Friday, December 16, 2005

Chapter 3...contd.

It was 2:00AM in the morning when Raj drove into the gas station. It was a cold winter night and there wasn’t a soul on the streets. The foggy conditions and the complete absence of any human presence made the city look surreal. Anuj was standing under the tree waiting nervously for Raj.

Anuj had started getting threatening calls almost a week ago. Initially, he had disregarded them, but now the caller had started mentioning the specifics of his daily schedule. This was alarming as it suggested that he was being followed. Discretion is the better part of valor, so Anuj had decided to stay out of sight for a while. Hopefully a couple of days out of sight would throw water on the fire. Raj’s family was in the process of moving out of the military housing in the secluded army cantonment, and so he had offered to let Anuj stay there for a few days.

“Thanks man, I was freezing,” mumbled Anuj as he got into Raj’s car.

“No problem man! We need to fix this though. Hiding is not going to help. You’ll be looking over your shoulder forever.”

“I know, I just need to sit back and take a breath…lets talk about it tomorrow,” sighed Anuj as he leaned back and closed his eyes.

The next day was spent making phone calls. One byproduct of a corrupt legal and police system is the emergence of influence-peddlers. Delhi was awash with these parasites. One didn’t need any particular talent to be an influence-peddler, as long as you knew a politician, or a senior police official you could parlay that connection into a lucrative business. The wealthy and the poor had a grip on most cities. The former, because they had too much to lose and the latter, because they had nothing to loose. The wealthy relied on their money for connections, and the latter relied upon their voting power and mob mentality. The professionals, who constituted the middle-class were usually the ones caught in the middle – Too poor to buy any connections and too well-off to be able to rock the boat and risk losing their dignity.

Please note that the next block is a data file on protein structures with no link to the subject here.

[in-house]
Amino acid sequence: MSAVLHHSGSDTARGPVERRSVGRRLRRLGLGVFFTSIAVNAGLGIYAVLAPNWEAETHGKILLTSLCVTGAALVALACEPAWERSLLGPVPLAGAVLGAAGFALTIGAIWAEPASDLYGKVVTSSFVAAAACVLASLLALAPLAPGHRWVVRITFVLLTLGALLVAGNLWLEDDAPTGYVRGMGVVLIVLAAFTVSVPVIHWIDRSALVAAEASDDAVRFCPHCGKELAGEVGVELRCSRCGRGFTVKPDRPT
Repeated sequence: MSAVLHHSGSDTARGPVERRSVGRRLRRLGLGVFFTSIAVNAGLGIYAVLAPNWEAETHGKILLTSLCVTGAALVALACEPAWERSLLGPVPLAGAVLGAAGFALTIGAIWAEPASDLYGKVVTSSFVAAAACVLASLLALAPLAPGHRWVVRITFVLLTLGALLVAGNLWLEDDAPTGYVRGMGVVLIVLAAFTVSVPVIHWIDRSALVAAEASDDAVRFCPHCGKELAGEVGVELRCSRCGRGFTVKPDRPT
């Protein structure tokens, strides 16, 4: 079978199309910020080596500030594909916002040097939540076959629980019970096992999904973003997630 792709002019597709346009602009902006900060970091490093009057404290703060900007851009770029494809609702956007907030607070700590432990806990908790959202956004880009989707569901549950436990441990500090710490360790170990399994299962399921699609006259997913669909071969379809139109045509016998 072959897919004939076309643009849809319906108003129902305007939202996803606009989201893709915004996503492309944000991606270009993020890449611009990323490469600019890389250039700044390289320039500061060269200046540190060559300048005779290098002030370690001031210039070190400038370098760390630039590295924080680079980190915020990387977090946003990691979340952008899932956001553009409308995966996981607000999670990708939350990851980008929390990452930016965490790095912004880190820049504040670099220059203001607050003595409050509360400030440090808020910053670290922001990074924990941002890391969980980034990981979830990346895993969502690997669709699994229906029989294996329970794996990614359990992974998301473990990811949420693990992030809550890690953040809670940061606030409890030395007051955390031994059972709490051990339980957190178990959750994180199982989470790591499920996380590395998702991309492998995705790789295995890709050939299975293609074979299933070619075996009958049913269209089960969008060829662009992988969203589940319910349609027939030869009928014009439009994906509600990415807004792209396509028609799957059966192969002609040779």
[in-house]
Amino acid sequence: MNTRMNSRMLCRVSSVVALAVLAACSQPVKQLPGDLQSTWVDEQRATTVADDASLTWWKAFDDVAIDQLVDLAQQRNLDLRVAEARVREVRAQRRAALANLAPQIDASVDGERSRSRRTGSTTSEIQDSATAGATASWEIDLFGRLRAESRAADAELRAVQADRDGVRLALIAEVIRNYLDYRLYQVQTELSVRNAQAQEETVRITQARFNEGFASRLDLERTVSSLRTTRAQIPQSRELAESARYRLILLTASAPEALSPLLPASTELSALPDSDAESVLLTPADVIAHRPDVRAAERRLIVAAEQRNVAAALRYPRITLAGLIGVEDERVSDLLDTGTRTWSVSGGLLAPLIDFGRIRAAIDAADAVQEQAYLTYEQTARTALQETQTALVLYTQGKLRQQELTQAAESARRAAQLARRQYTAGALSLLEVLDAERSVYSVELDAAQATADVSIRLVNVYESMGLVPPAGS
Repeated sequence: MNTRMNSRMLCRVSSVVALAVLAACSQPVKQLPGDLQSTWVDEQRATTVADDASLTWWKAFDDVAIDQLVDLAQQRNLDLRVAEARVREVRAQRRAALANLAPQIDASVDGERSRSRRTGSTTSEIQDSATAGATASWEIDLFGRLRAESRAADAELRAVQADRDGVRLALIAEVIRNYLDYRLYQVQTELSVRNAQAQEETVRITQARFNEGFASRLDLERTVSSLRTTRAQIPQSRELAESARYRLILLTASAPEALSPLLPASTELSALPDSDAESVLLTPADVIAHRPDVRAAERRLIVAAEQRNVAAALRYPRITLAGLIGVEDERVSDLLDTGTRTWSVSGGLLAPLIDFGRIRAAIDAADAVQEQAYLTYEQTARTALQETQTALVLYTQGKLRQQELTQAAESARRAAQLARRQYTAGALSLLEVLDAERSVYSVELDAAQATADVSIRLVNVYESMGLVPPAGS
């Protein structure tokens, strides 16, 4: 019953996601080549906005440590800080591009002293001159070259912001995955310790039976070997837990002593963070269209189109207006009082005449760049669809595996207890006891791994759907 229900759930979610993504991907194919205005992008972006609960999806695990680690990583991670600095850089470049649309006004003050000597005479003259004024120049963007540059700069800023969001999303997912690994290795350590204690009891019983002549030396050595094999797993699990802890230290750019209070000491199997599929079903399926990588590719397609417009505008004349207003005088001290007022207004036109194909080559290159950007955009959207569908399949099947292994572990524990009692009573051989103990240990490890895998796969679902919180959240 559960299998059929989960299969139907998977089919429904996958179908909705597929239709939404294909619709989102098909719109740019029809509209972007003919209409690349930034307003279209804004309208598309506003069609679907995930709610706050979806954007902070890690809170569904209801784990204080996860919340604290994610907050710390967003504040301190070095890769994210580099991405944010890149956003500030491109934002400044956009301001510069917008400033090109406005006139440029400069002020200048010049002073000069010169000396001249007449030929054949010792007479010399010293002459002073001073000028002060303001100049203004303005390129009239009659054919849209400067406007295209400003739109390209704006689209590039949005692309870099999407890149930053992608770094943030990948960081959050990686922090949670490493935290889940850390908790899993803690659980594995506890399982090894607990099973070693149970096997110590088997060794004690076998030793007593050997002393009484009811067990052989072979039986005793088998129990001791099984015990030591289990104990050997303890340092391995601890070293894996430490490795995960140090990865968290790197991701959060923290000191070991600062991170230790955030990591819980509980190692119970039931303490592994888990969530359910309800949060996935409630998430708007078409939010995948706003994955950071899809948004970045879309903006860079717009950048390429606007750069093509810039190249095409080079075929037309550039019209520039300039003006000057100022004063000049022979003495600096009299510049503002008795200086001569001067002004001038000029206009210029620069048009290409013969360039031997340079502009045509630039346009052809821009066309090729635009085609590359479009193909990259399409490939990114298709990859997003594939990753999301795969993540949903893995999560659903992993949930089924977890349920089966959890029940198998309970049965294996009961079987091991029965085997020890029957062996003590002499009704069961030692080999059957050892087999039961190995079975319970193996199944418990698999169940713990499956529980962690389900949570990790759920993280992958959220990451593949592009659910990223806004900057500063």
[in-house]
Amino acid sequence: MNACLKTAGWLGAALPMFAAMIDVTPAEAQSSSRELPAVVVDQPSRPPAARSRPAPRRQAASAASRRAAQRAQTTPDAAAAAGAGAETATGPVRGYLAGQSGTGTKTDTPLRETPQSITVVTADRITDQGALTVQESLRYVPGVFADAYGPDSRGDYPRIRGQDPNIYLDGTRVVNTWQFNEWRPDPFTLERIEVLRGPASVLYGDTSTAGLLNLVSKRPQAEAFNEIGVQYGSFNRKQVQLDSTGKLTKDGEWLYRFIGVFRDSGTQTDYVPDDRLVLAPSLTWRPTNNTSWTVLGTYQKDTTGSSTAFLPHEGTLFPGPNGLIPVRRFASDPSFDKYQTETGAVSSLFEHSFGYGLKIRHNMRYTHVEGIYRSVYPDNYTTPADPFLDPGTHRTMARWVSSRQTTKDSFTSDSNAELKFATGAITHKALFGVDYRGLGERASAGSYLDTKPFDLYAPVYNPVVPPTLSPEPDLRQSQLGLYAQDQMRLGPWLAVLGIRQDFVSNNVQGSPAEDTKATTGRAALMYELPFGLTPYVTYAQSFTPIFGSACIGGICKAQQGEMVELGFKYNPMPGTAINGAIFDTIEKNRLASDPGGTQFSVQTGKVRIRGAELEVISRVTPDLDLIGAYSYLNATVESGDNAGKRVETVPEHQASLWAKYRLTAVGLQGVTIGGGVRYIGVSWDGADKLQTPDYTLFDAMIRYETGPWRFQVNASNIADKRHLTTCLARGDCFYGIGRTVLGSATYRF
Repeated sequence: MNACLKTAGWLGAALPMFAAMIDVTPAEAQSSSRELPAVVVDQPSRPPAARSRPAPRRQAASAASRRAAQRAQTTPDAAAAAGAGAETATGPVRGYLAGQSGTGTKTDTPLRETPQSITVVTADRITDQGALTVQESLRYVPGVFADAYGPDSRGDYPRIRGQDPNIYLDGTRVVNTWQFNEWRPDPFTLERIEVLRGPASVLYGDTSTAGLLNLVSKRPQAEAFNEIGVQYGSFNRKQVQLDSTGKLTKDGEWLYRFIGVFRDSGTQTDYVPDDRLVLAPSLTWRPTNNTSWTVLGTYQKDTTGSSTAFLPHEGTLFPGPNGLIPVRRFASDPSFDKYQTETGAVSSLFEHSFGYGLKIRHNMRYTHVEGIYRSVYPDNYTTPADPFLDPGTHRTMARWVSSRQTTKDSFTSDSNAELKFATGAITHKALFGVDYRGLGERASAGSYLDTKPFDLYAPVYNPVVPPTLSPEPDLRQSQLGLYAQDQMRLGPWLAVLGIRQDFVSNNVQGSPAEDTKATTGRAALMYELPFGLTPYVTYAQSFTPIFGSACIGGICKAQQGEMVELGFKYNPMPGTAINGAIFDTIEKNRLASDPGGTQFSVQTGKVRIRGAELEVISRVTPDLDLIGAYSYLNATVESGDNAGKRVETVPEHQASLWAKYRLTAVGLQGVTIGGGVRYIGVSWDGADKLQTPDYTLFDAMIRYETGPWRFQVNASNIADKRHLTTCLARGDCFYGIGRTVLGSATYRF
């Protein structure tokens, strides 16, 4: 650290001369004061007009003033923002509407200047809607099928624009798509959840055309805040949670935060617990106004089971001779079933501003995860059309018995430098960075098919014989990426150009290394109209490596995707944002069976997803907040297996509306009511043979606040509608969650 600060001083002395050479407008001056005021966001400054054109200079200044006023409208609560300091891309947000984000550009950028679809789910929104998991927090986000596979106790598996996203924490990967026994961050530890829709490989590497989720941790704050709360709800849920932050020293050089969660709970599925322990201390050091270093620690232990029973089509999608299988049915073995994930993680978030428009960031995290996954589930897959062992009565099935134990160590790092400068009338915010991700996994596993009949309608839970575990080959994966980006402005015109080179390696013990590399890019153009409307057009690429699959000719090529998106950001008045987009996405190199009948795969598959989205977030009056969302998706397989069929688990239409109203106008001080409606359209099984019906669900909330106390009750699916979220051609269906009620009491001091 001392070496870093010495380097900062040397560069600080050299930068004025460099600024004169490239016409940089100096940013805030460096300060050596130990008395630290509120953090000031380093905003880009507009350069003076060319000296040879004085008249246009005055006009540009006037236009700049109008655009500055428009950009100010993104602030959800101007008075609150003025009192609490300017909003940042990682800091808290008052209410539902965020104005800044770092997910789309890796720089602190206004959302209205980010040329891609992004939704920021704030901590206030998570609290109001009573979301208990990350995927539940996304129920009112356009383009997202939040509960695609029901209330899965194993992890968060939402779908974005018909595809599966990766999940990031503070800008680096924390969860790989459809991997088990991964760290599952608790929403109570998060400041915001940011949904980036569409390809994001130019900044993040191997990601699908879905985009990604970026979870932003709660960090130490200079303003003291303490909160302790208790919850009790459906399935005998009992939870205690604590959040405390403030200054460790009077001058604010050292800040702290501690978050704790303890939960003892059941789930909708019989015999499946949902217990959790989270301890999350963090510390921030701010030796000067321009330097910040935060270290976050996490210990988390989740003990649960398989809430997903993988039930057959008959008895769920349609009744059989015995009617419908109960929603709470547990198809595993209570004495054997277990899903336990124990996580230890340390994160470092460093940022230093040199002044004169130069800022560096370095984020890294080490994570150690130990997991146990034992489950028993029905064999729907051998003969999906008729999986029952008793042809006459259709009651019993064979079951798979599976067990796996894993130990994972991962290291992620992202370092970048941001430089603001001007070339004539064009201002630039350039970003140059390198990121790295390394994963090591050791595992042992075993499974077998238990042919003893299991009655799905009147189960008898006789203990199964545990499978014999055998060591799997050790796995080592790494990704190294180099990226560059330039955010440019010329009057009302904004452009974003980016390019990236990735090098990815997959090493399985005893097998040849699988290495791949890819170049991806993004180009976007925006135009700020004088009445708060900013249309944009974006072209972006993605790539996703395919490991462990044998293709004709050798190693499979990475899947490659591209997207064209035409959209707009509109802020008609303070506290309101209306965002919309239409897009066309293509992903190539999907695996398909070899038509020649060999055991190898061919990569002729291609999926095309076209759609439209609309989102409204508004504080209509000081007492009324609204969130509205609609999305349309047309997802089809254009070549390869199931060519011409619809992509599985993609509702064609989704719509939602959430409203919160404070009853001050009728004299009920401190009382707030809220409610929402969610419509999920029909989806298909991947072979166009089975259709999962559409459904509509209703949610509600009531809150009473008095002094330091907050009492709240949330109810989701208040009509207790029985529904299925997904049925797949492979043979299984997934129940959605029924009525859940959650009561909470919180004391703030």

The fragile, albeit outsized egos of people caused numerous perceived slants and resulted in big business for the influence-peddlers. To handle the goons let loose by Mitu’s parents, Raj and Anuj were talking to people who might be able to intervene and arbitrate the situation.

After a week of harassment, a day spent currying favor with buffoonish intermediaries and degrading apologies to Mita’s loutish step-father, Anuj was free from the fear of being attacked and maimed just for falling in love.

Days like these made Raj feel glad that he was leaving the country. He had absolutely no interest in these petty ego games and just wanted to go to a place where one didn’t have to worry about ruffling anyone’s warped sense of self-esteem every-time one stepped out of the house

4 Comments:

At 1:48 PM, Blogger dkjariwala said...

Keep it moving..

One suggestion: Instead of title like 'Chapter # ...contd..' could you name it 'Chapter #.. Part 1', 'Chapter # .. Part 2', so on and so forth. It's easier to track it in my reader using meaningful title. Also, it will help all those readers who will read this novel once it becomes famous! :)

JD

 
At 12:59 PM, Blogger dkjariwala said...

No updates?

 
At 4:46 AM, Blogger greensatya said...

Hey Nachiketa, I read all the chapters. You have written as an established writer.

The details of life in Delhi are so accurate that even I can relate.

Good work !

 
At 5:54 AM, Anonymous Anonymous said...

No new posts ?

 

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